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Yes, Hiring Managers Are Scrolling Through Your Social Media Profiles — And It Probably Cost You A Job Leave a comment


If you think your last snarky Tweet is just living in an internet abyss, think again.

New survey findings from Resume Builder revealed that 7 in 10 hiring managers admit to spying on social media to get answers to illegal interview questions. The recently released report consisted of responses from 1,013 employees regarding hiring decisions and how they use social media to inform who is considered for the job.

Some of the most staggering results pointed to the heavy reliance on social media in leadership including 74% of hiring managers say they use social media to screen candidates. Of this group, 55% say they look at social media to ensure the candidate is a good culture fit.

“Job applicants need to be cognizant that everything they post publicly can be found by a potential employer, who may base hiring decisions off this information, or even a current employer,” says Stacie Haller, chief career advisor at ResumeBuilder.com in a statement. “One safeguard of course is making your accounts private. But even if anyone feels that they have been discriminated against in the hiring process, it may be appropriate to consult an attorney.”

One of the most surprising findings from the report is that more than half of hiring managers use social media to find answers to illegal interview questions and a majority (85%) of those who use screen using social media have passed on candidates due to information obtained.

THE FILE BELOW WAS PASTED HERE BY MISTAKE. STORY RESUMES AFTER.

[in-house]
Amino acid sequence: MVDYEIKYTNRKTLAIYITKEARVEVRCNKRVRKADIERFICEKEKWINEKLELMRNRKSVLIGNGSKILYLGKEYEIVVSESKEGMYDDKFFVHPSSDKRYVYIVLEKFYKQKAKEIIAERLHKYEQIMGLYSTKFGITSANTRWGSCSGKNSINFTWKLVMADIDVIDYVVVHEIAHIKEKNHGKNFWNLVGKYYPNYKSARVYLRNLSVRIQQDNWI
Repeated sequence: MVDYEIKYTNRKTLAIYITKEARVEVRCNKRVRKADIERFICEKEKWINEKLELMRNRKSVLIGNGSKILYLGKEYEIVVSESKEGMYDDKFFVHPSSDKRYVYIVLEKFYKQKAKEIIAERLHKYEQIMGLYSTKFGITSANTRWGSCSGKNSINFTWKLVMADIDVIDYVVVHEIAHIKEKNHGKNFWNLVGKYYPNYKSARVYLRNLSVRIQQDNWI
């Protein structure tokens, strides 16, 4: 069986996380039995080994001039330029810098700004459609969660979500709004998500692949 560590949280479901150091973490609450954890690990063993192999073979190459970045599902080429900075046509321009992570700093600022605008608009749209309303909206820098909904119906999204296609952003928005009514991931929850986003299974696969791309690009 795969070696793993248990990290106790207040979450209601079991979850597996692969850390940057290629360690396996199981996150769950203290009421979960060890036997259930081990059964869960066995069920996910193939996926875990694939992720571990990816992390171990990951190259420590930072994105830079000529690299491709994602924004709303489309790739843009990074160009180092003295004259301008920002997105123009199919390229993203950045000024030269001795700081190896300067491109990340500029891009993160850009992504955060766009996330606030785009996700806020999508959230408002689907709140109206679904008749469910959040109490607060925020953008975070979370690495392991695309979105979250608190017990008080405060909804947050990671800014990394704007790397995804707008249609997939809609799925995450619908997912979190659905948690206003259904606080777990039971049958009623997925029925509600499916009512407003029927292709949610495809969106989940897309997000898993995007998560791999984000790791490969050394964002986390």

“In my years of recruiting, it is mostly at smaller companies where people are not properly trained or don’t have proper oversight, that you see illegal questions being asked during the interview process,” Haller said in the report. “I have had to often counsel hiring managers on this very issue. They ask me questions about candidates, which would be illegal to ask directly to a candidate and are discriminatory in nature, in hopes to find out information about a candidate that is not at all relevant to their ability to perform well at the job. I have to inform them that these questions are discriminatory and often illegal.”

She continued: “However, even if hiring managers already know or learn it’s illegal to ask certain questions, it doesn’t mean they won’t resort to finding the information elsewhere. Choosing not to hire a candidate based on finding answers to questions they could not is extremely unethical and grounds for legal action.”


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